NEW YORK (CBSNewYork) — With violence on the rise, and police response times on the decline, there are allegations of an NYPD slowdown. But now police say they will start approving small amounts of overtime to curb violence in some precincts.

The caretaker of a Bedford-Stuyvesant church got a second chance at life when the deacon brought him in two decades ago. But that second chance was cut short Monday, when a man with a gun chased the caretaker inside.

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He’s the latest victim of gun violence this summer, leaving some to ask what police are, or are not, doing, CBS2’s Ali Bauman reported.

“He was a good man,” Deacon Ronald Stewart said.

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Police surrounded the church on Halsey Street, where its 62-year-old caretaker was shot and killed Monday evening.

Stewart had taken the victim in some 20 years ago.

“He was an asset to the church, a very good person. Not only that, me and my wife took him off the street and we fed him. We did everything for him,” Stewart said.

Earlier Monday, a Manhattan criminal court judge was punched by a stranger on her way to work along Water Street.

“Somebody hit her on the face and the guy was on a bicycle,” witness Barat Mukhtiyi said.

Then, hours later, two men were shot while standing outside a day care in the Fordham Heights section of the Bronx.

“Wake up. It’s time. Instead of being divided, it’s time to work together,” Stewart said.

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NYPD data shows shootings are up 87% so far this year compared to this time last year, and up 143% for the month of August.

Brooklyn Borough President Eric Adams, a former police officer, believes some current officers are staging a work slowdown. He points to response times increasing by 44% in June and by 14% in July and August.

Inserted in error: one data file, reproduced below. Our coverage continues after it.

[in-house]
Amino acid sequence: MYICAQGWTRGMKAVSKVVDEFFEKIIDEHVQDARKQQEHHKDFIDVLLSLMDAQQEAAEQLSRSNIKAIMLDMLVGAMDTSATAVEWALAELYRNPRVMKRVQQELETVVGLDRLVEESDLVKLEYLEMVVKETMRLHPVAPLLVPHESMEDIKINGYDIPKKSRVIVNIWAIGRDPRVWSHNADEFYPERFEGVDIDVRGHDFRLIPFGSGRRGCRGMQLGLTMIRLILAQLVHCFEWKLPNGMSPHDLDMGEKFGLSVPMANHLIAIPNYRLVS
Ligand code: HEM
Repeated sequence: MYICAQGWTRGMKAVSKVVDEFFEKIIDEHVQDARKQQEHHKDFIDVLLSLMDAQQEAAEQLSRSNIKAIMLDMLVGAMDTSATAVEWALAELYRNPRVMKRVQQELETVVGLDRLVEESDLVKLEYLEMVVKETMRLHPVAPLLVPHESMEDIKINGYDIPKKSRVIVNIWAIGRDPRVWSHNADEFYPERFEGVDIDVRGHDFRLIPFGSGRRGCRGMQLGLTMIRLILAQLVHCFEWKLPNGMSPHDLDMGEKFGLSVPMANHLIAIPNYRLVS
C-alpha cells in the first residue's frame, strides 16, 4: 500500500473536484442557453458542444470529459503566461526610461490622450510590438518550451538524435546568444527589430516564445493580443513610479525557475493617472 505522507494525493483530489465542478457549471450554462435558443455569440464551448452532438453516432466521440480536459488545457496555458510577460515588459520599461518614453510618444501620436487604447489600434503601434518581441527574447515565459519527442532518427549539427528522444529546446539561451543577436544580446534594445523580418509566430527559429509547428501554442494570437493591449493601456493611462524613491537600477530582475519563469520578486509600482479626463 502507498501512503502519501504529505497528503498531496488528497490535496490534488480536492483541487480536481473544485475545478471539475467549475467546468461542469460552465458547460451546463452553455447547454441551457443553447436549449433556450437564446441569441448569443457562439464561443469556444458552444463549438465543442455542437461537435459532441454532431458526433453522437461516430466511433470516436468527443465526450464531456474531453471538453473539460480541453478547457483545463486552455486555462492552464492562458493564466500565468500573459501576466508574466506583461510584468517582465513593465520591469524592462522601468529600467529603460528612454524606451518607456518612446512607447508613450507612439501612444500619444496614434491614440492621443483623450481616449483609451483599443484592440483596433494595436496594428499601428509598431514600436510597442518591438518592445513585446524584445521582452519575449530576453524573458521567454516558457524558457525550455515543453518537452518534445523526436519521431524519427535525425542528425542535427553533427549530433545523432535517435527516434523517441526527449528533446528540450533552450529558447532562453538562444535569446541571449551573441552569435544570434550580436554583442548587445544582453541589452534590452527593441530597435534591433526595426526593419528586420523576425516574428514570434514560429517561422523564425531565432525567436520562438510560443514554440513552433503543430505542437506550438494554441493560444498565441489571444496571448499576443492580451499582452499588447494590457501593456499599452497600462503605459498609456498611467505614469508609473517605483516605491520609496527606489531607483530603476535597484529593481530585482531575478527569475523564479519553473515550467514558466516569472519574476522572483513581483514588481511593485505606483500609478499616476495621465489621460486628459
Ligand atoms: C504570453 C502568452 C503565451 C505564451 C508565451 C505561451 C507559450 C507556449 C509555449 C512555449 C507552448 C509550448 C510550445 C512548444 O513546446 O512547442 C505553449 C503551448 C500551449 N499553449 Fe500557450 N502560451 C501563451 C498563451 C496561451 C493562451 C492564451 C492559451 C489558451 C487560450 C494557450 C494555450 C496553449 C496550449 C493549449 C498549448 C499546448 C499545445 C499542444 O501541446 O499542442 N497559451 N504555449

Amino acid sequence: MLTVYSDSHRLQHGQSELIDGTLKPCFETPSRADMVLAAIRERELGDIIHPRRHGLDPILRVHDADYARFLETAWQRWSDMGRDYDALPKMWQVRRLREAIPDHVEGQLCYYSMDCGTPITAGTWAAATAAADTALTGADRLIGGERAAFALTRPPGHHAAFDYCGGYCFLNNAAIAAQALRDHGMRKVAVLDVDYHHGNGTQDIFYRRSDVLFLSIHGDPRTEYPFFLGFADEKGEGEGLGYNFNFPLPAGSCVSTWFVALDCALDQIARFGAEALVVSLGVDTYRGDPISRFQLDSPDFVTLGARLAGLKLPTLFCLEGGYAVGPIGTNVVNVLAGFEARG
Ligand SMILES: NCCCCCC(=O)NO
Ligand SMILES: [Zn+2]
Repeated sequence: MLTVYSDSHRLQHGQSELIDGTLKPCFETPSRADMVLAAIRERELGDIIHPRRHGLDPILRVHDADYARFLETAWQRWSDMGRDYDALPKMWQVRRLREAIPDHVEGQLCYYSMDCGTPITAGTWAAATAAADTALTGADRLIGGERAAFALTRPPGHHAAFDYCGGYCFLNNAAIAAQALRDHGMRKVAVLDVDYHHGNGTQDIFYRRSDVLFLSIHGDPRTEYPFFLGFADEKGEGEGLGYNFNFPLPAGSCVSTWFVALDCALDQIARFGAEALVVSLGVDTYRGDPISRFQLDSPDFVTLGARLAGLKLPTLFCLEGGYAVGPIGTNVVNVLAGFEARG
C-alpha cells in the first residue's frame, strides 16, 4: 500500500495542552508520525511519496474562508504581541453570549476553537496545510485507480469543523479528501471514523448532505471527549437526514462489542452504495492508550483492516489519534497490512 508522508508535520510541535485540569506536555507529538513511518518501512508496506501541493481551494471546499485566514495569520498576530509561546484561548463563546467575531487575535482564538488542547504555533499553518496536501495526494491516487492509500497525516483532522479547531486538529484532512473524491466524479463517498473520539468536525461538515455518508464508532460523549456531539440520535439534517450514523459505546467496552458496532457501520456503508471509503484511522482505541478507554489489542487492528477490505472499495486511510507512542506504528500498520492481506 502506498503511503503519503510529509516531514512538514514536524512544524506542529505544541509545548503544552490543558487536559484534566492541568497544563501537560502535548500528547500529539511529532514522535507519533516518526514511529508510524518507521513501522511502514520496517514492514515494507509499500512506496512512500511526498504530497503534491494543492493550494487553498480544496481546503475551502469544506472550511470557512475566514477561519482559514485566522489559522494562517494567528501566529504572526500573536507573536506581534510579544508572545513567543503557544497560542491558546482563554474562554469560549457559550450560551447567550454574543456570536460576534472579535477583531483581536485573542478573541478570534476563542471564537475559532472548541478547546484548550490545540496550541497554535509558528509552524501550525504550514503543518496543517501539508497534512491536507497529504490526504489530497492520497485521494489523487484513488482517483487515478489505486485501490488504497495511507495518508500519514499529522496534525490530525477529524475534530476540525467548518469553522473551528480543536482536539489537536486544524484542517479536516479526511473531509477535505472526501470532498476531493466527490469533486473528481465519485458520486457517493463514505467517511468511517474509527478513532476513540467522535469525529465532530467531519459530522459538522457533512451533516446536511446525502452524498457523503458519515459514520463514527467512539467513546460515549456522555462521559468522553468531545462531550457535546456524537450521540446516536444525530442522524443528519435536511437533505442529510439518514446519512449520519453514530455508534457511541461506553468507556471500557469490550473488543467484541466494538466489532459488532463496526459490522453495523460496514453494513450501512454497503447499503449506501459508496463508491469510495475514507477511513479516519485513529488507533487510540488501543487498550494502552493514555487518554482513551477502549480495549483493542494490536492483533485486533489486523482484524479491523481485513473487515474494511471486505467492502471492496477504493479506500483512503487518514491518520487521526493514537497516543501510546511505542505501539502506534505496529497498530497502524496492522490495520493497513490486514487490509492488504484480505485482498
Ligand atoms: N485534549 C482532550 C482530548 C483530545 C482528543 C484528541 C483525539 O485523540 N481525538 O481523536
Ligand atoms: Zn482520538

“The Department of Investigation must look at precinct by precinct to see if job actions are taking place in certain precincts out of frustration,” Adams said.

But Mayor Bill de Blasio said the nearly $1 billion in police budget cuts amid the coronavirus pandemic and protests is to blame.

“If there are fewer police officers and less overtime there are going to be challenges,” de Blasio said.

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Sources told CBS2 the NYPD will authorize a small amount of overtime starting Tuesday and lasting through the end of summer, adding hundreds of officers in precincts that have seen the largest rise in violence.

This also comes as the department unveils new proposed guidelines to standardize punishment for police misconduct, which top brass hopes will build trust with communities.

“New York City police officers and detectives are as dedicated today as they ever have been,” NYPD Commissioner Dermot Shea said.

Shea emphatically denied accusations of a work slowdown.

The DOI said it is reviewing the Adams’ request for an investigation into officers’ response times.

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